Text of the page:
There is little doubt today that being bullied is an adverse and stressful experience that casts a shadow on children’s and adolescents’ wellbeing and their development.
But it has not always been the case. It is only recently that researchers and mental health professionals have started to pay attention to the potential harmful consequences of being bullied in childhood.
Our Ask The Expert series, in association with the Economic and Social Research Council (ESRC), brings academic research on public policy into the heart of Westminster. In this seminar, Professor Louise Arseneault summarised some of the evidence demonstrating the harmful impact of childhood bullying victimization up to adult years, concluding with a discussion on the possible policy implications and recommendations of this research.
— ESRC (@ESRC) November 17, 2017
Professor Louise Arseneault, King’s College London and the ESRC Mental Health Leadership Fellow
Nigel Keohane, Research Director, Social Market Foundation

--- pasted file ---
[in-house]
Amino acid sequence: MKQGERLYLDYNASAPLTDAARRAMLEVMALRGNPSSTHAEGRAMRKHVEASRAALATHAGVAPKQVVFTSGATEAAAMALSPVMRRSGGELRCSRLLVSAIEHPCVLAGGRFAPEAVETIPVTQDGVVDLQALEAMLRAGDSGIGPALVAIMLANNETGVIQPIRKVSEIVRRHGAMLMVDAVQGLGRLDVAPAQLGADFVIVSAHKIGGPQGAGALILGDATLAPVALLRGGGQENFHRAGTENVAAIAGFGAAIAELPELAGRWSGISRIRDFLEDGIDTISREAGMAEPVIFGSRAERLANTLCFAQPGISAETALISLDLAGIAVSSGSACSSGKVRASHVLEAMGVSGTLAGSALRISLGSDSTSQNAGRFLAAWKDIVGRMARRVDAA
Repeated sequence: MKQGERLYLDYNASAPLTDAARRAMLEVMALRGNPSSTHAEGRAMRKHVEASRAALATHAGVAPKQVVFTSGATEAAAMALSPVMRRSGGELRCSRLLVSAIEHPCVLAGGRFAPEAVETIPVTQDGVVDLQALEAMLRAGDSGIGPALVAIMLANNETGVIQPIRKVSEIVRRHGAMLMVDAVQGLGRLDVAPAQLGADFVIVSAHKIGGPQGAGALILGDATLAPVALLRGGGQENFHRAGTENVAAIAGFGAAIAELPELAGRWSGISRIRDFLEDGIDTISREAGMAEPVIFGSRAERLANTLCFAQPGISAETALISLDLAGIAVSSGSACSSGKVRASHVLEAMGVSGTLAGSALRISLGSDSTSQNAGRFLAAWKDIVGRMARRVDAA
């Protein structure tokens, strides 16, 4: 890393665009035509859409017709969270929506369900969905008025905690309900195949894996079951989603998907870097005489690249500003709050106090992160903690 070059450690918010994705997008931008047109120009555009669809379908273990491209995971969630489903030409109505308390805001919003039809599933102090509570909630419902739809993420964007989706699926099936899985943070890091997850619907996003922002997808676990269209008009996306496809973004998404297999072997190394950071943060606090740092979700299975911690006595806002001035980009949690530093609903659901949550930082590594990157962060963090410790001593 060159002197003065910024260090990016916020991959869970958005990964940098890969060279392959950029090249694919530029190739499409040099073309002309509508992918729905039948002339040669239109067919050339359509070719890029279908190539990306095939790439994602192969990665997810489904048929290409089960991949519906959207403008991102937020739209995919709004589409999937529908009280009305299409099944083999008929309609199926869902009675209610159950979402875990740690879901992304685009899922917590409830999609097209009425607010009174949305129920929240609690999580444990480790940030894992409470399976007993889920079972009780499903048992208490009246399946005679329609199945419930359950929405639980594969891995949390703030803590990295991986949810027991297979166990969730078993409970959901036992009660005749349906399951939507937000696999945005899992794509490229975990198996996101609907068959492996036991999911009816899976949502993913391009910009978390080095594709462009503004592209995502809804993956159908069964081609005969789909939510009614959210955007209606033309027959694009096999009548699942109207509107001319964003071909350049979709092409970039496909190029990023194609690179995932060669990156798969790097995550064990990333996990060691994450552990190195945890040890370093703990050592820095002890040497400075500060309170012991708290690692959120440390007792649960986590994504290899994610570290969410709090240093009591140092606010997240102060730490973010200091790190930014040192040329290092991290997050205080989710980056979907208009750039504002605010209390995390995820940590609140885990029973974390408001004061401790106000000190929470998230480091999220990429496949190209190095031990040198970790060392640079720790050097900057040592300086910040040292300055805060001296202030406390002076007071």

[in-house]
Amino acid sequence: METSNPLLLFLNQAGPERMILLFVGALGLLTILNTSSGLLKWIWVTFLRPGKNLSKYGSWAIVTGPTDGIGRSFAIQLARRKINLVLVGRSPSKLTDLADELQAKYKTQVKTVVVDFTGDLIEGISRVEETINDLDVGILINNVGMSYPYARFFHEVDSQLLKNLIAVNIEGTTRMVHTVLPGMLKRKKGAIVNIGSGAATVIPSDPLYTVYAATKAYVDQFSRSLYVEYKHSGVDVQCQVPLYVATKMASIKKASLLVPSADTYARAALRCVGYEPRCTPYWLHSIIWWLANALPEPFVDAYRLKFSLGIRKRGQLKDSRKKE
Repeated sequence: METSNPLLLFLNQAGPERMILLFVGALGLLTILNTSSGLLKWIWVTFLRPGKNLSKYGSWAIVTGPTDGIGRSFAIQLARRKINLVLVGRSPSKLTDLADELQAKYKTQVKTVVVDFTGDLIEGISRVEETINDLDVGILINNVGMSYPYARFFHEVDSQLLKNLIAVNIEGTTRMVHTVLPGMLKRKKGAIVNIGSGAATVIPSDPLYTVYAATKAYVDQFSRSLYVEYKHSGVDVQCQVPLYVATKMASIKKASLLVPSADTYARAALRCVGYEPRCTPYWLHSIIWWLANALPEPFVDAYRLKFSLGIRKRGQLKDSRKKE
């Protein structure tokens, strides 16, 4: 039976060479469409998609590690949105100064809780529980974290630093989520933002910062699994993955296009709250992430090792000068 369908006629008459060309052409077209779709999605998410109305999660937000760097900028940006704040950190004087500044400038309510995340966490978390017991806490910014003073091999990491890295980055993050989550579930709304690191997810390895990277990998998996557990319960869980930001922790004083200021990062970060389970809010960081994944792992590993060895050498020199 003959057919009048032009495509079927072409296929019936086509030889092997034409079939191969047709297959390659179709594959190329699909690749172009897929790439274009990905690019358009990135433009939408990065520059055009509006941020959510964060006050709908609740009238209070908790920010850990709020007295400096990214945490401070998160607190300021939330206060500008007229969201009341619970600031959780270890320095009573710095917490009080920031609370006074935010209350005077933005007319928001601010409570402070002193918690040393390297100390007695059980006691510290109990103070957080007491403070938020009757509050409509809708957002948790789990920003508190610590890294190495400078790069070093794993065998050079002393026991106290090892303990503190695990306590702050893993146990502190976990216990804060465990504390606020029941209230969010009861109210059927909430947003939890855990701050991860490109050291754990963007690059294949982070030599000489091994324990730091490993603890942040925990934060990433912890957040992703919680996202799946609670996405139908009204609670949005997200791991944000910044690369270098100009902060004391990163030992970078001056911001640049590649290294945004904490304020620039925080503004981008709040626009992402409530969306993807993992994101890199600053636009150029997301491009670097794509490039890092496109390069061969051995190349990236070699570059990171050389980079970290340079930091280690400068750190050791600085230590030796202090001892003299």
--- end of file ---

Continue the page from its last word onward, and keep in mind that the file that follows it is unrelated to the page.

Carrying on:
About the speaker:
Louise Arseneault, Professor of Developmental Psychology, Kings College London & ESRC Mental Health Leadership Fellow
Louise Arseneault’s research focuses on the study of harmful behaviours such as violence and substance dependence, their developmental origins, their inter-connections with mental health, and their consequences for victims. In the early stages of her career, she examined harmful behaviours as a developmental outcome, primarily in adolescents and in adults. Over time, the focus of her research broadened to include harmful behaviours as causes of mental health problems.
Louise completed her PhD in biomedical sciences at the University of Montreal and moved to the UK for a post-doctoral training at the MRC Social, Genetic and Developmental Psychiatry Centre. She has been working with well-known longitudinal cohorts such as the Montreal Longitudinal Cohorts, the Dunedin Multidisciplinary Health and Development Study and the Environmental Risk (E-Risk) Longitudinal Twin Study, a nationally-representative sample of families with twins in England and Wales. She has also been exploring another important nationally-representative cohort, the National Child Development Survey (NCDS), with a Mid-Career Fellowship Award from the British Academy. She has recently been appointed the Economic and Social Research Council (ESRC) Mental Health Leadership Fellow.